What I Read This Week...
Early Morning Riser by Katherine Heiny - ⭐⭐⭐ (3/5)
(Releases 4/13 - Thanks to @NetGalley for an eBook copy in exchange for an honest review).
This book has romance; funny moments; and sweet, small-town charm. It's structure is a chronological tapestry of quiet, day-in-the-life vignettes of Jane, an elementary school teacher who lives in Boyne City, Michigan. Jane goes through an on-and-off-again relationship with the handsome, charismatic Duncan, a woodworker who has an ex-wife he's still pretty close to and who has also slept with many women in the town. Jane's mother is eccentric to say the least, while Jane has a soft spot for Jimmy, the intellectually disabled son of an older woman in town.
While this book is getting raves on @GoodReads and in the press, I, unfortunately, could not get into it. I've never read Heiny before, so maybe it's just a matter of author preference? I do enjoy "quiet" novels that celebrate the beauty and fun of ordinary life, but I couldn't connect with the characters in this one, particularly Jane. She's a so-so character. She seems to only show true emotion when she's feeling put-upon, upset, or frustrated...which is often. And yes, that can be true to life, but I think when it comes to creating a character for me as a reader to "root" for, I need someone who's a bit more hopeful. I also thought Duncan wasn't a compelling love interest. Yes, he's sweet, helpful, and handsome, but his strong feelings against marriage and his basic one-note characterization (a bachelor who's a perfect knight-in-shining armor, except for his aversion to marriage and true intimacy) felt lacking to me. And, I know she provides some humor, but Jane's mom grated on my last nerve.
Again, I think my lack of enjoyment might just be that even with ordinary novels set in small towns, I need more oomph, from both the characters and situations. If you're looking for a soothing, easy-to-read, small-town character piece, this might be it. And, just an FYI, the "Duncan is a philanderer" plot point touted in the description is not as prevalent as it's made out to be, so if romances with a hero with a wandering eye annoys you, don't worry about that here.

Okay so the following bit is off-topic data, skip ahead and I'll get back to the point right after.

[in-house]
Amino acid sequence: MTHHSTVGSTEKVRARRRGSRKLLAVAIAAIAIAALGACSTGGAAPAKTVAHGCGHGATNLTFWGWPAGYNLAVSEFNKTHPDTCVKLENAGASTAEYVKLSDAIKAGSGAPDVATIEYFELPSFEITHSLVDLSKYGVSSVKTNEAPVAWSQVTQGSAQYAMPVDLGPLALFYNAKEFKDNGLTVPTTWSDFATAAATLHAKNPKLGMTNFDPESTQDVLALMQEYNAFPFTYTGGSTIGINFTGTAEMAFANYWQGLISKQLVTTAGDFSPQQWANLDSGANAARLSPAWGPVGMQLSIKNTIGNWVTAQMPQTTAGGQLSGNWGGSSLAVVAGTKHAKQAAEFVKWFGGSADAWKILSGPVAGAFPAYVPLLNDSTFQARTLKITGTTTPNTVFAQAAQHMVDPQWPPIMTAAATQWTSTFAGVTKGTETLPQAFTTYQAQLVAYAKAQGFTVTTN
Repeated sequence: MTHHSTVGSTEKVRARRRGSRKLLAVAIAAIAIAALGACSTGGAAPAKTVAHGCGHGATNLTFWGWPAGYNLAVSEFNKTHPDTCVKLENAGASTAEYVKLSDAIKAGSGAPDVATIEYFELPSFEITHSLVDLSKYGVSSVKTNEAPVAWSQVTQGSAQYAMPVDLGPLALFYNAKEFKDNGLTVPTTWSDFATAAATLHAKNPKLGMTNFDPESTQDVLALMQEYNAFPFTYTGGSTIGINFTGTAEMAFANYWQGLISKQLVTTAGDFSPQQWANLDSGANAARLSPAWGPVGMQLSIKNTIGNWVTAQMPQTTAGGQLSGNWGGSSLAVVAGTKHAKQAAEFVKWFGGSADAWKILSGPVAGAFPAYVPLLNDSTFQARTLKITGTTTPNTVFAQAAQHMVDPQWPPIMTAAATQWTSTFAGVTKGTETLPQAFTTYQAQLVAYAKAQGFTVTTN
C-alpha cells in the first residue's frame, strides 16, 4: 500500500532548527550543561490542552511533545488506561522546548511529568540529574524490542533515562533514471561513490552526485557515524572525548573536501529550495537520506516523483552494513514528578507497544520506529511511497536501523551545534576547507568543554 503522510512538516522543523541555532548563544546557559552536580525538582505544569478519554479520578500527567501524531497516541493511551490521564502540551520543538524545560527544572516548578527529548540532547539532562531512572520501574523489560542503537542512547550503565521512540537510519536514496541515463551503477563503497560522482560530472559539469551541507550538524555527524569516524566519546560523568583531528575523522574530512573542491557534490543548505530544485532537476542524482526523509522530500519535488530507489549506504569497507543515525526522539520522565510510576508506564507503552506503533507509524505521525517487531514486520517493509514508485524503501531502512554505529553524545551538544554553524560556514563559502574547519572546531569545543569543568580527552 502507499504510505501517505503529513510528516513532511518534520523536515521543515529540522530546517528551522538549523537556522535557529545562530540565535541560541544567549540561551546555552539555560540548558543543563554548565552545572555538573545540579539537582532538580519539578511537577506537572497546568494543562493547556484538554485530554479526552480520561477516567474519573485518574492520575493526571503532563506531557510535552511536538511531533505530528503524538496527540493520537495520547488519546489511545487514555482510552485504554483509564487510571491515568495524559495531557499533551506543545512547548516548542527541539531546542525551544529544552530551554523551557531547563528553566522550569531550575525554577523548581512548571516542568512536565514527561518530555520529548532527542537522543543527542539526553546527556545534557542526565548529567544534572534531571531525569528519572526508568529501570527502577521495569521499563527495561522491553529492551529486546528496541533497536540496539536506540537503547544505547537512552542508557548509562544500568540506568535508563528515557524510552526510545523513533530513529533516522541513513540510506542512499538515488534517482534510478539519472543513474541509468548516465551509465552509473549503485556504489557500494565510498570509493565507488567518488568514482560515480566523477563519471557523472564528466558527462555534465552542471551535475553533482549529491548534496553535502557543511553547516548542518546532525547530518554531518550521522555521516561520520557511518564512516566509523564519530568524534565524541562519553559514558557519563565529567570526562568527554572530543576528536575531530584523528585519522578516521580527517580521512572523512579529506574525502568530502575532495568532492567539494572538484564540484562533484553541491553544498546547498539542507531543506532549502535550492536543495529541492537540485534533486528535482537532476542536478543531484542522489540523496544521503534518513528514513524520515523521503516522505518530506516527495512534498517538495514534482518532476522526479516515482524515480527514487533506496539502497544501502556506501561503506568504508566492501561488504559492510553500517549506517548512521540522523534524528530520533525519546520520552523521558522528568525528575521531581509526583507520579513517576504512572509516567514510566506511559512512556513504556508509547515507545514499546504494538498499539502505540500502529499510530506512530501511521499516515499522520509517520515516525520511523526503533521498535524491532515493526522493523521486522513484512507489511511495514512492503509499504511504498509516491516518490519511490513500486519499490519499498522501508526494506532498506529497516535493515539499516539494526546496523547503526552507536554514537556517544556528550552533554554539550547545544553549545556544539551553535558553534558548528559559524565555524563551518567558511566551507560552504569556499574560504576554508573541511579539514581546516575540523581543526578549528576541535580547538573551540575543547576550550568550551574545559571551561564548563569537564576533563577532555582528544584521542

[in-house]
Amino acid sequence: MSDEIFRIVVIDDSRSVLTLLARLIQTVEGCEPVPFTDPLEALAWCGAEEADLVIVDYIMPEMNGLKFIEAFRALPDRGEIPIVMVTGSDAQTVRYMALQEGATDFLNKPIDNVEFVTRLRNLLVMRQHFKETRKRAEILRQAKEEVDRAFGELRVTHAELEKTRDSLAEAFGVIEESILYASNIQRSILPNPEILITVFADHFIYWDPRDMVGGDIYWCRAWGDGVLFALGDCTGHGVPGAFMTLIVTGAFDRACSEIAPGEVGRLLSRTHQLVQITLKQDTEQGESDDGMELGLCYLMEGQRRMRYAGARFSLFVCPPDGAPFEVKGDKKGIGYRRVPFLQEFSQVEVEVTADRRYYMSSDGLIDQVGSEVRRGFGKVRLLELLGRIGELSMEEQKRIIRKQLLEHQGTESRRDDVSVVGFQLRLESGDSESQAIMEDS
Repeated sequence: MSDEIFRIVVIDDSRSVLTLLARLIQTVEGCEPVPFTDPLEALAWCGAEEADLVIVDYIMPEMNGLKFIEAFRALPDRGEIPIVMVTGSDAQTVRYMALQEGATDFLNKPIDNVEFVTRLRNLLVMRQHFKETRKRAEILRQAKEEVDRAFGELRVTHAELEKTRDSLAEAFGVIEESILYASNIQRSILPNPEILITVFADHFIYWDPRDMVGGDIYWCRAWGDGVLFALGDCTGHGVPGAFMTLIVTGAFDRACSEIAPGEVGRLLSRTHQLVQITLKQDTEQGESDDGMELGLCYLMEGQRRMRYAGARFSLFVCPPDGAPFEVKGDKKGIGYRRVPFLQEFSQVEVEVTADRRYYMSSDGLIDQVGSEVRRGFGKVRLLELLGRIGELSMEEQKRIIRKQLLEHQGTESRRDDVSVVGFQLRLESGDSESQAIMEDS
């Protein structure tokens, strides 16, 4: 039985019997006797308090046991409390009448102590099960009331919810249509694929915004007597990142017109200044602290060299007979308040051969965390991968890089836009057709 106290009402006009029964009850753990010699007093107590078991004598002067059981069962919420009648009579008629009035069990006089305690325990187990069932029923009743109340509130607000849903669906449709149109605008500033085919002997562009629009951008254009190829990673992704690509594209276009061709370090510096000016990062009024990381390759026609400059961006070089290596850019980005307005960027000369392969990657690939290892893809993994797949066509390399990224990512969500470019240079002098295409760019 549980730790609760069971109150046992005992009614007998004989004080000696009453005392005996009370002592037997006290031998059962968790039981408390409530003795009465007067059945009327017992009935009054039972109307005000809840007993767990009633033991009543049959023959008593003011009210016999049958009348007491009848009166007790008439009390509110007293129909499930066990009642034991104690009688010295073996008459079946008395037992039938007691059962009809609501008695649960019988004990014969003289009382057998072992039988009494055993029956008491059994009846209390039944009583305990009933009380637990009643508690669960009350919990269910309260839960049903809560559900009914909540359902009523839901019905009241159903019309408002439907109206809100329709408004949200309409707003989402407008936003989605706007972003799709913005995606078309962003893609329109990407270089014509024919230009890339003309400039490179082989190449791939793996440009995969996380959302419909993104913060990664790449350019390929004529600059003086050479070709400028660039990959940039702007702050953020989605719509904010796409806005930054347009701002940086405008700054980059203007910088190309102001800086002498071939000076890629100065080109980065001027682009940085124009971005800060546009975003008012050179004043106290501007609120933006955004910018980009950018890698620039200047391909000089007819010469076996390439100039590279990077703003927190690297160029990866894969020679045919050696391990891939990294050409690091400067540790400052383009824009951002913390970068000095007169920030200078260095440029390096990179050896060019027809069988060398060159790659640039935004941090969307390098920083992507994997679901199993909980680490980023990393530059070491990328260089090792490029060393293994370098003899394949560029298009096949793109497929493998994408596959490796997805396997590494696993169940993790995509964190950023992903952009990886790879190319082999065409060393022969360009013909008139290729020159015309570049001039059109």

By The Book by Amanda Sellet - ⭐⭐⭐⭐💫 (4.5/5)
This YA romance is fun and chockfull of literary references. A tad too long at 369 pages (when did romances have to go past 300?!), it's still funny, relatable (yes, even for this middle-aged lady!), and charming. Mary Porter-Malcolm is a VERY bookish teen who always seems to be the odd girl out. Devoted to classic novels, she looks at life through the lens of the characters and storylines in the books she adores. It's through this pursuit that she becomes friends with some of the popular kids at her new public school and the foursome create the Scoundrel Survival Guide--a list of literary lothsarios to avoid. Meanwhile her friends are determined to get Mary a date to the winter formal. Will she fall for the cad-like charms of Alex Ritter, the class' Vronsky (the scoundrel who seduces Anna Karenina)?